In 13th century AD, 1,200 workers toiled for 12 years to build the Konark Temple which is spread across 12 acres. It was built during the reign of King Narasimhadeva I of the Eastern Ganga Dynasty. The temple was built in the form of a chariot. An engineering masterpiece, the stone structure was held together with interlocked metals. Two huge magnets weighing more than five tonnes kept the building together. It is said that the idol of the Sun God was made of an alloy of eight metals and was suspended in mid air balanced by the two powerful magnets.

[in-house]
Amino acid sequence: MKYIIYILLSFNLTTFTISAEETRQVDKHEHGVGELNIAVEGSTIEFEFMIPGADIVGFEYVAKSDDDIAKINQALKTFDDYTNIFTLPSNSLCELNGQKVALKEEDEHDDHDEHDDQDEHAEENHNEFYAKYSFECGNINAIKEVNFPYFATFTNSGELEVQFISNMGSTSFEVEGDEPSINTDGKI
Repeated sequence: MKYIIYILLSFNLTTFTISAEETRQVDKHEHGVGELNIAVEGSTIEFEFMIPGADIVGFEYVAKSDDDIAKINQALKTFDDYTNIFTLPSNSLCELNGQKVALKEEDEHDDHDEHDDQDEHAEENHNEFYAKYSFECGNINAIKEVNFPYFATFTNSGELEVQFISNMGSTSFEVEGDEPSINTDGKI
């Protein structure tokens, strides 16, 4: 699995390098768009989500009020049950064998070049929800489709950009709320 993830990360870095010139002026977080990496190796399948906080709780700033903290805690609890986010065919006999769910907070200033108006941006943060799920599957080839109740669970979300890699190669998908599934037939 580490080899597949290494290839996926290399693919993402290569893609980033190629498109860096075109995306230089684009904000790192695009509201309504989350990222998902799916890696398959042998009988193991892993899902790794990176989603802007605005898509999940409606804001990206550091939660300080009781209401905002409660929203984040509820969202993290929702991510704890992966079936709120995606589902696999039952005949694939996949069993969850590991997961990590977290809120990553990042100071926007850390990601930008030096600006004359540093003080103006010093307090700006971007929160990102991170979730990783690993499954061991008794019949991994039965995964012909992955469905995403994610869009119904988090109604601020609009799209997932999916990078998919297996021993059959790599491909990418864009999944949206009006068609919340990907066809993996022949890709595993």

King Narasimhadeva I had set a deadline for the completion of the temple and threatened to behead all the workers if the deadline was not met. The temple was completed in time but the crown stone of the temple could not be mounted. With time running out, the chief architect went into depression at the thought of the pending doom. A 12-year-old boy, Dharmapada, approached the chief architect and offered to fix the crown stone. He solved the problem and revealed his true identity—he was the son of the chief architect and had come in search of his father who had left before he was born.
Everyone was elated, but there was a fear that if the king came to know that a 12-year-old had fixed an architectural problem, which skilled workers could not, he would anyway kill them. When Dharmapada heard this, he jumped into the Chandrabhaga river from the top of the temple. With his suicide, the temple became unholy and the Sun God was never worshipped there.